Washington, D.C. — In advance of the People’s Climate March this Saturday, the Center for American Progress Action Fund today released “The 2017 Anti-Science Climate Denier Caucus,” a new analysis of the state of climate denial in Congress. The analysis finds that 180 members of the U.S. House of Representatives and Senate deny the science behind climate change, and every single denier is a member of the Republican Party. Members of the Climate Denier Caucus have received more than $82 million in campaign contributions from the dirty energy industry, including oil, gas, and coal.
Today’s analysis also highlights the unprecedented scenario the country is in with a climate denier in the White House. Beyond calling climate change a “hoax” perpetrated by the Chinese, President Donald Trump is filling his cabinet and senior staff with climate deniers, attacking progress on climate action, prioritizing corporate profits over environmental and public health protections, and ignoring scientific analysis at federal agencies.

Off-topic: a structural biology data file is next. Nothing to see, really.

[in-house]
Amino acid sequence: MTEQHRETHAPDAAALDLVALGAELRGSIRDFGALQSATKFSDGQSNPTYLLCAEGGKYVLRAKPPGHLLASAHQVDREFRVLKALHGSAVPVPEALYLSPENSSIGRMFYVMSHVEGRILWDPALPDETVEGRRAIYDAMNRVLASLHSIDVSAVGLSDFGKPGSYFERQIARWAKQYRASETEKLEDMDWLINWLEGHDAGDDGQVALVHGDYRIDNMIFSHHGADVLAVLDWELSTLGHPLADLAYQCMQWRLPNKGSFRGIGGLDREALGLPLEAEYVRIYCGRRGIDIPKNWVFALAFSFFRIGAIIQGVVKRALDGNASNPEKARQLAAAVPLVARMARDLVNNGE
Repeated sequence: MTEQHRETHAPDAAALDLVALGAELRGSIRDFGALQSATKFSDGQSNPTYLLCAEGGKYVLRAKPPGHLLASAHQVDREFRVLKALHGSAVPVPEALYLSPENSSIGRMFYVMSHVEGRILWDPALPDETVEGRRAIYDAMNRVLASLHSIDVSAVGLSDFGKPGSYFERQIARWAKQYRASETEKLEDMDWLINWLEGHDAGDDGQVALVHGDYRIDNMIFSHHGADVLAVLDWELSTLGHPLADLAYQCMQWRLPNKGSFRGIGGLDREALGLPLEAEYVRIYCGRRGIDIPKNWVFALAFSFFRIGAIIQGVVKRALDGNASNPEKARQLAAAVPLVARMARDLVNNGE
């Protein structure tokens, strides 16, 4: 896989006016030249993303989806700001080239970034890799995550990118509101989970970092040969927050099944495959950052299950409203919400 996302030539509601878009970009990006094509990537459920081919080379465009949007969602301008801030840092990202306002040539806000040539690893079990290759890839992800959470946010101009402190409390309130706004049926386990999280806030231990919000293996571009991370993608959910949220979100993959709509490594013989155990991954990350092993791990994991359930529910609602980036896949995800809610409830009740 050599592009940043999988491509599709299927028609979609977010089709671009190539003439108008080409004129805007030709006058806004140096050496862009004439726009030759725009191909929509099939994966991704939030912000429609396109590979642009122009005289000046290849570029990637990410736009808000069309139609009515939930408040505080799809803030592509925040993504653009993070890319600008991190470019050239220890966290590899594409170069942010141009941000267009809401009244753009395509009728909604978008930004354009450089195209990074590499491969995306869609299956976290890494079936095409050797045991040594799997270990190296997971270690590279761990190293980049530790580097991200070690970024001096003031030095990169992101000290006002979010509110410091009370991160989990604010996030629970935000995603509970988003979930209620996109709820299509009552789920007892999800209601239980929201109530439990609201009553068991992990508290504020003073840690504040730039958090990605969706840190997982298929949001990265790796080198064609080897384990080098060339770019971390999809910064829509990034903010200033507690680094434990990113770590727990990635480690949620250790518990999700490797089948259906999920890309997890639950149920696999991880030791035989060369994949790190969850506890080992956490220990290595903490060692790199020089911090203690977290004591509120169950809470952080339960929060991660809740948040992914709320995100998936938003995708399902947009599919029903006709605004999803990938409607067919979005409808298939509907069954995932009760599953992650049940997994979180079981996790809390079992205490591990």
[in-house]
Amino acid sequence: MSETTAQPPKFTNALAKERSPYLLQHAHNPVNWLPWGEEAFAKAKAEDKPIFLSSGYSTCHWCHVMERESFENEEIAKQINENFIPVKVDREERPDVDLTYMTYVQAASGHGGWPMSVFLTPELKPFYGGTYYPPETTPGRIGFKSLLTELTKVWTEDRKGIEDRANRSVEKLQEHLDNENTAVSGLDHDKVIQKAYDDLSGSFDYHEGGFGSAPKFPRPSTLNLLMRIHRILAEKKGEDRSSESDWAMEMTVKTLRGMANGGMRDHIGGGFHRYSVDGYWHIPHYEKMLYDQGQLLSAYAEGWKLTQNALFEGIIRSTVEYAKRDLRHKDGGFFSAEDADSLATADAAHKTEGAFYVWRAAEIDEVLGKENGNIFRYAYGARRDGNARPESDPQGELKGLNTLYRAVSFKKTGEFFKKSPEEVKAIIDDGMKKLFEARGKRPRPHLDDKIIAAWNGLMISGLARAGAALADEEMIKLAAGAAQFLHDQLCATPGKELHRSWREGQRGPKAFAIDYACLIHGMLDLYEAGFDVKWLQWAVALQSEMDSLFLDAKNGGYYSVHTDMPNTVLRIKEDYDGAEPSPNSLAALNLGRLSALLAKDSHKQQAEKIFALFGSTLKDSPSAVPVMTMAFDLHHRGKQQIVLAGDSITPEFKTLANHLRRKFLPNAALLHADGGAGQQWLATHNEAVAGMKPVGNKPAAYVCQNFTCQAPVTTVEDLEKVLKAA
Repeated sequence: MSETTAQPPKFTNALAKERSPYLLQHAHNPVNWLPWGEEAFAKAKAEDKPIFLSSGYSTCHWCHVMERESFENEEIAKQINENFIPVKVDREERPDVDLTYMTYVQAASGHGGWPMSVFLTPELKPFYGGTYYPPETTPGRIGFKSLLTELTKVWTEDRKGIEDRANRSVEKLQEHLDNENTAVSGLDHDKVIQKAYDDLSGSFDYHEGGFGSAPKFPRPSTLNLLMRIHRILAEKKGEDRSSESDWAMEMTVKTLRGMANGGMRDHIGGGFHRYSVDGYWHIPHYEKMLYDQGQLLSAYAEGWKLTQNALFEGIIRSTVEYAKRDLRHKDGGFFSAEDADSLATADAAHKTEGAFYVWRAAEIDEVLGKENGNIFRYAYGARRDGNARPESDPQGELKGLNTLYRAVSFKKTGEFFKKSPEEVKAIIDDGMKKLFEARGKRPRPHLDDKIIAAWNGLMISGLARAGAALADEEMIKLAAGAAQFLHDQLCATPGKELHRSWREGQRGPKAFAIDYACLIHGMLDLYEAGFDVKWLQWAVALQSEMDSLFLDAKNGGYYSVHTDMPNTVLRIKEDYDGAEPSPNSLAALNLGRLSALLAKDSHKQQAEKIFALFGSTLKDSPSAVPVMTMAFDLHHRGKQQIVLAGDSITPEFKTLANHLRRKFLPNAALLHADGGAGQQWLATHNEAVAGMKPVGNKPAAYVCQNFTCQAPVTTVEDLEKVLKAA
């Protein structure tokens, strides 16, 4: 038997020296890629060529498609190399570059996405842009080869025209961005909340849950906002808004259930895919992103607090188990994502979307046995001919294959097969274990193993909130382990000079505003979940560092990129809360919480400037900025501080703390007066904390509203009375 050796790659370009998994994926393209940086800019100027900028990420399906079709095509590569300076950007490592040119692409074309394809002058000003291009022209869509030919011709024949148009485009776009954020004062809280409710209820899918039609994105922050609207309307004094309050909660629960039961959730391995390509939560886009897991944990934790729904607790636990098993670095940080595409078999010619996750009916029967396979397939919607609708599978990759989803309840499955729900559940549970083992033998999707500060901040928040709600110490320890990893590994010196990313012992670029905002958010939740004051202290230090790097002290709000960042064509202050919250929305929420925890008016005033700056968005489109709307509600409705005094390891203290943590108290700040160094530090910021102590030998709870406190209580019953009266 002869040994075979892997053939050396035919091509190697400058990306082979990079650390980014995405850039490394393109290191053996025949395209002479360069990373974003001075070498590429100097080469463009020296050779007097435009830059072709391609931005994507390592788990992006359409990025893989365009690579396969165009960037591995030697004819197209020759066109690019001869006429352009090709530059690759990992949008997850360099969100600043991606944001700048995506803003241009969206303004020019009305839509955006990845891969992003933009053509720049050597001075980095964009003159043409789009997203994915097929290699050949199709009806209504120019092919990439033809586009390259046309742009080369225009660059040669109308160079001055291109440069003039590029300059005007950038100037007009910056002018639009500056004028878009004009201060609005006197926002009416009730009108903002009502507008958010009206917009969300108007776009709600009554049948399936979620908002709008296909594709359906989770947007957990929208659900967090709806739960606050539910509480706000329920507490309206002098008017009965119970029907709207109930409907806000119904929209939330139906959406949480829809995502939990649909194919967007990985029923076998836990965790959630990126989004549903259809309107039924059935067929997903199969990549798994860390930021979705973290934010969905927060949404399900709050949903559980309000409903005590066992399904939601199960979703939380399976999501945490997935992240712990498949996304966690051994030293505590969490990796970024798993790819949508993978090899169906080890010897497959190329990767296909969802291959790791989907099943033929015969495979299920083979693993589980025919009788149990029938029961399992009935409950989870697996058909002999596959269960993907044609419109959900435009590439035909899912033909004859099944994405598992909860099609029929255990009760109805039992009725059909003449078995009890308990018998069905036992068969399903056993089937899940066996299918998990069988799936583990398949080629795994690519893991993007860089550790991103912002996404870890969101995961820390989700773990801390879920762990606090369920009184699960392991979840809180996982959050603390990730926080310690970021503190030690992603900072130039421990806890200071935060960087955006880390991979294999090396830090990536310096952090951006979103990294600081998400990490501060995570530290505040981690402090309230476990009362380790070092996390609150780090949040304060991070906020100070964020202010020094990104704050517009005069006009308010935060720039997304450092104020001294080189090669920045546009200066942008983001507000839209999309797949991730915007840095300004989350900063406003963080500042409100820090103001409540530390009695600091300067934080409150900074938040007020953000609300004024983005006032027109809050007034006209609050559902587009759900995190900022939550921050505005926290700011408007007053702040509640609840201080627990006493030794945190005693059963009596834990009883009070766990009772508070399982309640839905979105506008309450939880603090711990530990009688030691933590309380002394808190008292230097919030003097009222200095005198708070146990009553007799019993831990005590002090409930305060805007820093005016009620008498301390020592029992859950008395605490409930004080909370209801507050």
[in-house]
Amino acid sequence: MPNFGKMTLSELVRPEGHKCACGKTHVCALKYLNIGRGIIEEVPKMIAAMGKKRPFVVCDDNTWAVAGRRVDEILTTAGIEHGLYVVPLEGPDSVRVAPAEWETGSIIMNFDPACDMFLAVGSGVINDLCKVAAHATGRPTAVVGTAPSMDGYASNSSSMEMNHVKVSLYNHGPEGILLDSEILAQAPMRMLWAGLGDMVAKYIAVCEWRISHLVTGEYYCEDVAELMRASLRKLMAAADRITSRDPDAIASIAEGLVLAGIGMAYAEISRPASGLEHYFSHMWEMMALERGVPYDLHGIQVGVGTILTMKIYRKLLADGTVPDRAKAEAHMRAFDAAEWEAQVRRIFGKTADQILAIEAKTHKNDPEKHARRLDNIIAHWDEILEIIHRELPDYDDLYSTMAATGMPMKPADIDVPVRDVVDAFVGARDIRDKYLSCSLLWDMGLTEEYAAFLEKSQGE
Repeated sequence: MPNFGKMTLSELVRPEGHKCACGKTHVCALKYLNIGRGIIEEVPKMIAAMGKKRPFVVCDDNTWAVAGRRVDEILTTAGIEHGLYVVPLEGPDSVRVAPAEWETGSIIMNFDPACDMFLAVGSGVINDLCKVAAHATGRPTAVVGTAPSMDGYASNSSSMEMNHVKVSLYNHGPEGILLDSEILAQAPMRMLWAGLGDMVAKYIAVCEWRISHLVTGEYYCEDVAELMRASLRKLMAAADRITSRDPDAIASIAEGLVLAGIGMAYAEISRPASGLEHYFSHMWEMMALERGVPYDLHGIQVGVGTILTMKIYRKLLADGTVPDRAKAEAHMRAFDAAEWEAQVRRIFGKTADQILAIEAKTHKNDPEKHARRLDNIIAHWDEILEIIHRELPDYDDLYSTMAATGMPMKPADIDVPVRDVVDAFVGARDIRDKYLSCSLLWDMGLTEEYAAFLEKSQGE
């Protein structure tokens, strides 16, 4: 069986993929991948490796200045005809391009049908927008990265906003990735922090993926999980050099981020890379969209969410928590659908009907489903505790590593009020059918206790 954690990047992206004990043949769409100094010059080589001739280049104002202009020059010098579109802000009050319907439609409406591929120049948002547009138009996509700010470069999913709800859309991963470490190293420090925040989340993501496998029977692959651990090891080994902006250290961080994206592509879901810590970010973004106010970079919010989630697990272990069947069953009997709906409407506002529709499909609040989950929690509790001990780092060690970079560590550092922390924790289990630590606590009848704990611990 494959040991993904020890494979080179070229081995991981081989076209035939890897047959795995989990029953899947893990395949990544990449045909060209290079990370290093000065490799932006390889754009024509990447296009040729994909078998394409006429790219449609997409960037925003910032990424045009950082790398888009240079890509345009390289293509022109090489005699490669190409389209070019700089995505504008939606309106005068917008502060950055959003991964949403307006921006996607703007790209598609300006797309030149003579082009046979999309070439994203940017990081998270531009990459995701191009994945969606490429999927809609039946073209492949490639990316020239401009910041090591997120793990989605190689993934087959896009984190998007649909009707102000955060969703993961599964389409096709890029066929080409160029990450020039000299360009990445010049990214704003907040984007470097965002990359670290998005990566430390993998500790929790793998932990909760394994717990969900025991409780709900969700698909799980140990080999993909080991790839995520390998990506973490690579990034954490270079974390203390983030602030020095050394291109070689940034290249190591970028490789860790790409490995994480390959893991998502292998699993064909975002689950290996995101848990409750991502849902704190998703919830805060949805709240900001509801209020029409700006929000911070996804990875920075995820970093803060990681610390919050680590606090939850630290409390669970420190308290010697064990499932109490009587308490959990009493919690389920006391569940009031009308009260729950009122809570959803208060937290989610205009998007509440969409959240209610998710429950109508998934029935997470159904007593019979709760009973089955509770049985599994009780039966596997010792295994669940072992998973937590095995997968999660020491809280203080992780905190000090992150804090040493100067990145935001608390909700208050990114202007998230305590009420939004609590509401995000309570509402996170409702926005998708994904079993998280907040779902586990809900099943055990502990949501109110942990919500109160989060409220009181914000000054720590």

“Along with President Trump, these climate deniers are intent on putting the interests of polluters ahead of our climate and public health,” said Claire Moser, Senior Campaign Manager for Climate with the Center for American Progress Action Fund. “With members of Congress starting to feel the heat at town halls, it’s far past time that all of our leaders in Washington accept the indisputable science and support strong climate action.”
According to the analysis, there are 180 climate deniers in the 115th Congress in 2017: 142 in the House and 38 in the Senate. That’s more than 59 percent of the Republican House caucus and 73 percent of Republicans in the Senate who deny the scientific consensus that climate change is happening, that humans are the main cause, and that it is a serious threat. No Democrats deny the science behind climate change.
Today’s analysis is the latest in a series tracking climate denial in Congress. Since last year, seven former members of the Climate Denier Caucus have taken senior-level positions in the Trump administration.
Notably, many members of Congress are starting to shift their tone and avoid climate denial, while still voting against the environment and taking steps to undo climate protections. For example, this year’s analysis does not include Rep. Darrell Issa (R-CA), who had become known for his science denial and received the “Climate Change Denier” award from the League of Conservation Voters in August 2013. Although Issa has recently made statements claiming that he has begun to accept humans’ role in climate change, he has been evasive about real action and has taken a number of key votes against the environment and science so far this year.
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